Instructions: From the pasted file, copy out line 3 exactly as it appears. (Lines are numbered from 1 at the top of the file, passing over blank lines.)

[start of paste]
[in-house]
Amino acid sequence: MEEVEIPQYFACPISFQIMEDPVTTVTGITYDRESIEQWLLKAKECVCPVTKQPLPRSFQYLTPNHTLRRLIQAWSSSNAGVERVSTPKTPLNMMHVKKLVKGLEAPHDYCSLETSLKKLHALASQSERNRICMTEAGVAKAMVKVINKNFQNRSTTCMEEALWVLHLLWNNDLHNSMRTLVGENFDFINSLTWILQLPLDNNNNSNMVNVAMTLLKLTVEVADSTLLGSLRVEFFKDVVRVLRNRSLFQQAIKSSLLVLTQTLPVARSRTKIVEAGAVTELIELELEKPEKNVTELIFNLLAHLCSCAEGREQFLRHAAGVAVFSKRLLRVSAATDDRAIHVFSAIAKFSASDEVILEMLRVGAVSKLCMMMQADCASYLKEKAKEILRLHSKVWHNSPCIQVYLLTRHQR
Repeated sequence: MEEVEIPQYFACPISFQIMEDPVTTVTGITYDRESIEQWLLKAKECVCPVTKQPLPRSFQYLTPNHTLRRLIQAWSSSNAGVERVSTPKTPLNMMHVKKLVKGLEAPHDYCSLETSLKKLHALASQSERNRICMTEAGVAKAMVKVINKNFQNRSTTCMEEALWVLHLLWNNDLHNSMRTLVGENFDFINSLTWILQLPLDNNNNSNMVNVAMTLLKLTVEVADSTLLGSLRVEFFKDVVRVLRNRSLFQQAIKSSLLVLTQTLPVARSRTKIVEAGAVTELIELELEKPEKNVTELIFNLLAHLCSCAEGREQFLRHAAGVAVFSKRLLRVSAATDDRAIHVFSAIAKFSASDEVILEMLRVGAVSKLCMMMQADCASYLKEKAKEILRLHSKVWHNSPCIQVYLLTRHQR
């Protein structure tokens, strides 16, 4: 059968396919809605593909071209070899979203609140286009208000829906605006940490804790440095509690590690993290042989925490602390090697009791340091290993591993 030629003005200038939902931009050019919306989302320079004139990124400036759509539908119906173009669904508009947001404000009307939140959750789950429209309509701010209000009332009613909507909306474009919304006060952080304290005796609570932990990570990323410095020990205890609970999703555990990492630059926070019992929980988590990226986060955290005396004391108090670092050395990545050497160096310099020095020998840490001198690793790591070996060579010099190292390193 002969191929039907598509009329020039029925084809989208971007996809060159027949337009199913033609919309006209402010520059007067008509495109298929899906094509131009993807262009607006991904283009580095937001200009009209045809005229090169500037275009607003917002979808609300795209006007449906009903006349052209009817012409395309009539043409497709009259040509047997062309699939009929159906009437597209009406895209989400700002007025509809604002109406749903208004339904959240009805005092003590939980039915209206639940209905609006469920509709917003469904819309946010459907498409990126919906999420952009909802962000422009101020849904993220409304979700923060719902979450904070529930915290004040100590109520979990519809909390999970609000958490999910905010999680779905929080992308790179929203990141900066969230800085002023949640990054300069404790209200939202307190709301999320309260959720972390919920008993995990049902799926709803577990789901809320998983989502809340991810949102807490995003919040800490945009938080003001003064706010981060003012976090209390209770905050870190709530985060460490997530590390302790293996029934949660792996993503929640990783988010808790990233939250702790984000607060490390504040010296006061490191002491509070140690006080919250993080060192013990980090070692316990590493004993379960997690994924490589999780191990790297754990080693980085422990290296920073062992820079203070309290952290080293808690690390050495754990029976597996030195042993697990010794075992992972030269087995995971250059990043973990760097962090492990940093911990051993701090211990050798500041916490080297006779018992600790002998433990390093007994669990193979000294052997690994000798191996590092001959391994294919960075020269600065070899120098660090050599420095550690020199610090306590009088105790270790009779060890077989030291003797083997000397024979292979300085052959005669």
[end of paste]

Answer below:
Repeated sequence: MEEVEIPQYFACPISFQIMEDPVTTVTGITYDRESIEQWLLKAKECVCPVTKQPLPRSFQYLTPNHTLRRLIQAWSSSNAGVERVSTPKTPLNMMHVKKLVKGLEAPHDYCSLETSLKKLHALASQSERNRICMTEAGVAKAMVKVINKNFQNRSTTCMEEALWVLHLLWNNDLHNSMRTLVGENFDFINSLTWILQLPLDNNNNSNMVNVAMTLLKLTVEVADSTLLGSLRVEFFKDVVRVLRNRSLFQQAIKSSLLVLTQTLPVARSRTKIVEAGAVTELIELELEKPEKNVTELIFNLLAHLCSCAEGREQFLRHAAGVAVFSKRLLRVSAATDDRAIHVFSAIAKFSASDEVILEMLRVGAVSKLCMMMQADCASYLKEKAKEILRLHSKVWHNSPCIQVYLLTRHQR